Even prior to Chipotle Mexican Grill's (NYSE: CMG) well-publicized food safety incidents of 2015, some analysts were worried that Chipotle's restaurant volumes were peaking. One of the reasons behind the concern was "menu fatigue." Since Chipotle had basically the same menu since its founding, analysts were worried if its fresh, customizable Mexican cuisine was getting old with customers. Still, Chipotle's management remained mostly steadfast in sticking with its mantra of offering a smaller, but great tasting, menu. Certainly, Chipotle's highly profitable business model had been predicated largely on the cost efficiencies associated with a lean menu.
However, the recent unveiling of Chipotle's NEXT Kitchen and new potential food items suggests Chipotle is changing its ways. Is this a smart strategy, or a sign of "desperation," as one analyst recently put it? Whatever the reason, one thing is clear: In light of new food safety incidents in Virginia last week, the company will need all the help it can get.
Recently, Eater.com ran an article on Chipotle's NEXT Kitchen on 6th avenue and 13th street in New York City. Chipotle will test new menu innovations at the Greenwich Village kitchen, and the article described several menu items: Queso dip, a new salad dressing, frozen margaritas from an automatic margarita machine, and Banuelos, a flaky fried dough dessert, complete with chocolate dipping sauce. These innovations come on the heels of last fall's introduction of chorizo and the March announcement of GMO-free tortillas, which was backed up with the company's first national TV campaign, "As Real as it Gets."
Obviously, the last two years in Chipotle history have been very different from the previous 20-plus, and last summer, activist investor Bill Ackman's Pershing Square took a 9.9% stake in the company. Months later, longtime co-CEO Monty Moran resigned, and Pershing Square replaced four long-tenured board members with four of its own. One wonders if the new innovations were the ideas of founder and CEO Steve Ells, or if they were suggested -- perhaps forcefully -- by Pershing.
Upside case for innovation
While menu innovation is somewhat new for Chipotle, it's actually par for the course in the restaurant industry, from all-day breakfast at McDonald's, to Doritos Locos tacos at Taco Bell, to the Unicorn Frappuccinos at Starbucks.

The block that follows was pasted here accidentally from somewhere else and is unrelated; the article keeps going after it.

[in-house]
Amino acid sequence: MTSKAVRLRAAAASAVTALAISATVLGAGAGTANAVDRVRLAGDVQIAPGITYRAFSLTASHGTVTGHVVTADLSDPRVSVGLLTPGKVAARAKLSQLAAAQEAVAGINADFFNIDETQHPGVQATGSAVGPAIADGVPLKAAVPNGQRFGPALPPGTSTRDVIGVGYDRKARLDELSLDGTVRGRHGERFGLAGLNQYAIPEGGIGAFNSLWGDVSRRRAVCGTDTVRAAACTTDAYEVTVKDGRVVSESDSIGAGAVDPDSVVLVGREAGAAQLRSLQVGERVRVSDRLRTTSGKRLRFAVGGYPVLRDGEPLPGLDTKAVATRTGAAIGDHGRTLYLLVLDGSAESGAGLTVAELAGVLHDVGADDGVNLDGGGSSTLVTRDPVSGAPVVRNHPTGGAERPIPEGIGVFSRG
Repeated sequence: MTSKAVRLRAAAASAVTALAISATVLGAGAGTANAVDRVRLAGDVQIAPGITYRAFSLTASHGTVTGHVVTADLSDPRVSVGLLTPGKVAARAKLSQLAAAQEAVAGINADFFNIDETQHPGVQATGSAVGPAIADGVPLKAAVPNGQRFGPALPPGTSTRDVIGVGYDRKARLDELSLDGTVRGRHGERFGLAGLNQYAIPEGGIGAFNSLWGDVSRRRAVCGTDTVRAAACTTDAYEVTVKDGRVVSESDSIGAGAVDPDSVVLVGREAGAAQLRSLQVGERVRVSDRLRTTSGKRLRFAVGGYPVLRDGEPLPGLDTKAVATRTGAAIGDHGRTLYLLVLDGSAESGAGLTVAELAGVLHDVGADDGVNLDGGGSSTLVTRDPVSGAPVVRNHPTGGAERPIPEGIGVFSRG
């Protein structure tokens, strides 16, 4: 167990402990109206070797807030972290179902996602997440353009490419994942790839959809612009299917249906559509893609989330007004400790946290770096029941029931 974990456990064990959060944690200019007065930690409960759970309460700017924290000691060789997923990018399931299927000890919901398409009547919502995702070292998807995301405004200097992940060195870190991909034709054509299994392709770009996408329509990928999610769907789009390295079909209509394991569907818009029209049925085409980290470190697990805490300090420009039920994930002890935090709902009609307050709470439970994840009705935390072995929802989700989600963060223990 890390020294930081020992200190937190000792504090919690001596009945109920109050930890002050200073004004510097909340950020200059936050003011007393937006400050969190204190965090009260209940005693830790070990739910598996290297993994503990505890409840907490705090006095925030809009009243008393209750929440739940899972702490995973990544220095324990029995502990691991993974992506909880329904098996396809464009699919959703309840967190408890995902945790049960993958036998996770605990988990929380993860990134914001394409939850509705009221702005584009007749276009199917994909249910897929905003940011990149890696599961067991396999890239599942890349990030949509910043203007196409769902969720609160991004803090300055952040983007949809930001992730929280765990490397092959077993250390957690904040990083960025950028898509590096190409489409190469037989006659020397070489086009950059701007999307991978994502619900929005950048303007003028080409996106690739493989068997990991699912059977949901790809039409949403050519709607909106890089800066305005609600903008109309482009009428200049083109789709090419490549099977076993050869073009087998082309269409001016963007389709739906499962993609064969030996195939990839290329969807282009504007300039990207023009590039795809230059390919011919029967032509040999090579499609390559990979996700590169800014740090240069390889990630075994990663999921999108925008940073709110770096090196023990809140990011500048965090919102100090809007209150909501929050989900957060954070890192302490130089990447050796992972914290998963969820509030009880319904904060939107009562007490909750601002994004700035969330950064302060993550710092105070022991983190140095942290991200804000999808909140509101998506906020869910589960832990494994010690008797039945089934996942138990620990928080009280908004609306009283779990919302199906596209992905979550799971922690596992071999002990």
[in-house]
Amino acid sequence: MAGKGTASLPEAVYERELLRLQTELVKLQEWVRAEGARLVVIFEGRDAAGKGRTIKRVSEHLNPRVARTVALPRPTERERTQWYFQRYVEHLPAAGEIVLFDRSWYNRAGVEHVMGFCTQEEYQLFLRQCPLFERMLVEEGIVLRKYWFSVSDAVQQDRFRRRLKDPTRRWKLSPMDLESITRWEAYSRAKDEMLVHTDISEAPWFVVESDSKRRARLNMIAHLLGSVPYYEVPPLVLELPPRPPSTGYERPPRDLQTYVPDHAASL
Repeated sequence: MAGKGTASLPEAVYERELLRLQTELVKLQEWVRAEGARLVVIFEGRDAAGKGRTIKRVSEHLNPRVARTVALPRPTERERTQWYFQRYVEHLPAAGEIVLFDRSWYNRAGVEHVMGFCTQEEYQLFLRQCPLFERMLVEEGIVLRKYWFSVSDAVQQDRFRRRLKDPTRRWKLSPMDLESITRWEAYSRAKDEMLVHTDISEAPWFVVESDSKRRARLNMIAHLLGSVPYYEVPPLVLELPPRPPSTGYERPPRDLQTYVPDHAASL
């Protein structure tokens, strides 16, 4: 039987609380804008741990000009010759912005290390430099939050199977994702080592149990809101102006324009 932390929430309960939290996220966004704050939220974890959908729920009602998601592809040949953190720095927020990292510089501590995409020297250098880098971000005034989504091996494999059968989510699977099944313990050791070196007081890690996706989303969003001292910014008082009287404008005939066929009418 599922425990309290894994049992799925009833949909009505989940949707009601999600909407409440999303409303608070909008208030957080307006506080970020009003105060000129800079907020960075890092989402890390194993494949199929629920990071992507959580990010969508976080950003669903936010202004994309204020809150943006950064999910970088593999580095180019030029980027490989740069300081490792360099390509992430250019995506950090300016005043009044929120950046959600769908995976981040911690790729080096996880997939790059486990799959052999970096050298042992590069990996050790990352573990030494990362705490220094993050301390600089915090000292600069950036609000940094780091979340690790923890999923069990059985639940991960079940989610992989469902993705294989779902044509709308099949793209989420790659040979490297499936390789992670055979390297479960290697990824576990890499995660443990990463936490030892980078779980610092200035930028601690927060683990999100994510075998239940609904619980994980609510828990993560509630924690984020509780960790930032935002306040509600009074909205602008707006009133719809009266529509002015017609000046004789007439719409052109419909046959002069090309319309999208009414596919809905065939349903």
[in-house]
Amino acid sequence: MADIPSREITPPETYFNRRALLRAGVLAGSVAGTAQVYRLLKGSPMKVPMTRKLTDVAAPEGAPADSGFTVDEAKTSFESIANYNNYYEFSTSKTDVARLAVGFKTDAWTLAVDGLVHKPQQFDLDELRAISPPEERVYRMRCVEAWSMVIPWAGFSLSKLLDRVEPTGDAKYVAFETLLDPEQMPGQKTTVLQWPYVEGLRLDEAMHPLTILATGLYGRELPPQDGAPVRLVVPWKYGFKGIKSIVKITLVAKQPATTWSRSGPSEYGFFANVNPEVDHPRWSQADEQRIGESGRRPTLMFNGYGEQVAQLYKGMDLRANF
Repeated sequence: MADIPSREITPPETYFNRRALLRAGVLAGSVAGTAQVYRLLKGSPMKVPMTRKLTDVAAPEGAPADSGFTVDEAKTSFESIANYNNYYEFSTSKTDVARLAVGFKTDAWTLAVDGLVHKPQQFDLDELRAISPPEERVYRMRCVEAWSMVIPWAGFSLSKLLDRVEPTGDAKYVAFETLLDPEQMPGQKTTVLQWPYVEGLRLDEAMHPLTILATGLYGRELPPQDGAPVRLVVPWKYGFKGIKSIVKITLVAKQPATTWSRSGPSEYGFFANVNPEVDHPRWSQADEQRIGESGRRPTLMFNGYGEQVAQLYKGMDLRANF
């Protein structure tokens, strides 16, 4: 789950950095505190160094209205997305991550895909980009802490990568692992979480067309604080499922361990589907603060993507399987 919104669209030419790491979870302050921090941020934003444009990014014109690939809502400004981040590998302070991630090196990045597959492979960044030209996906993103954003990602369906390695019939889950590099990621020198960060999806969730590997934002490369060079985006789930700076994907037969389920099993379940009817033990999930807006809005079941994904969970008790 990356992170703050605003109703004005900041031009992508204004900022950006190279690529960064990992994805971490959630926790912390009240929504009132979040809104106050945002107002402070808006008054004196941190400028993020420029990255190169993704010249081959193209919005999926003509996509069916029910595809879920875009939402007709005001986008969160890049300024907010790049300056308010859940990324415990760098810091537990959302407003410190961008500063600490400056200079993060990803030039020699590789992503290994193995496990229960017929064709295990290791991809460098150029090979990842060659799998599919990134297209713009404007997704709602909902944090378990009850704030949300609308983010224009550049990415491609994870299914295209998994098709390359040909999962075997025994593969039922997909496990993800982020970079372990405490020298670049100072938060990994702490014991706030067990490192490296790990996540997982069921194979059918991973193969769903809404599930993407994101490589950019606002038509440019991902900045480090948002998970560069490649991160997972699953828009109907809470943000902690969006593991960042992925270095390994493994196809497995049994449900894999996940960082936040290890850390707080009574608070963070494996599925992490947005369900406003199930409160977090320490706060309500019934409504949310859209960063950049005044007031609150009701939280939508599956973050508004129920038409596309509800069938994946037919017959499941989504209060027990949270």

The particular menu innovations Chipotle is testing could prove to be very lucrative. Queso had been the most requested item at Chipotle, and the company had long resisted due to the difficulty of making queso with all-natural ingredients. Chipotle seems to have finally cracked the code though. Its queso dip is reported to have a different texture than traditional queso (though still quite tasty, according to reports).
Chipotle was basically the only U.S. Mexican restaurant chain not to have the sought-after cheese dip, so one could say it was long overdue. It also seems reasonably priced enough to become a high-volume impulse buy. And with recent avocado price spikes, it's likely higher-margin (at least at present) than guacamole.
Bunuelos also look as though they might make either a great dessert or addictive mid-afternoon snack (when traffic is slower). Speaking of off-hours, the new frozen margaritas could make Chipotle an affordable happy-hour destination, as no tip would be required.
... And the downside
The downside to all this is that the new menu additions could add complication to restaurants where workers are already working at high capacity, as anyone who's ever been to a Chipotle at peak times can attest. The company has been the target of several worker lawsuits in the past couple of years, and it's hard to believe these new initiatives won't require extra effort. More menu items mean more complication, which increases the possibility of mistakes, or poor customer service. As last week's norovirus incident in northern Virginia shows, the company has very little margin for error on that front.
Moreover, the company had traditionally achieved such amazing unit economics and return on invested capital because its processes were streamlined, so a small crew could serve a huge amount of customers in a short amount of time -- known as "throughput." So while menu innovations can be exciting, if they prove unsuccessful in driving additional sales, Chipotle will have to deal with extra items, and potentially higher labor costs, without a sustained revenue increase. That could potentially hurt the bottom line, and if the company removes an item due to poor performance, it would make for yet another poor headline.
Chipotle is changing its long-standing strategy on menu innovation. Will such a departure precipitate an elusive turnaround, or lead to even more headaches? The next year should be quite interesting to watch.
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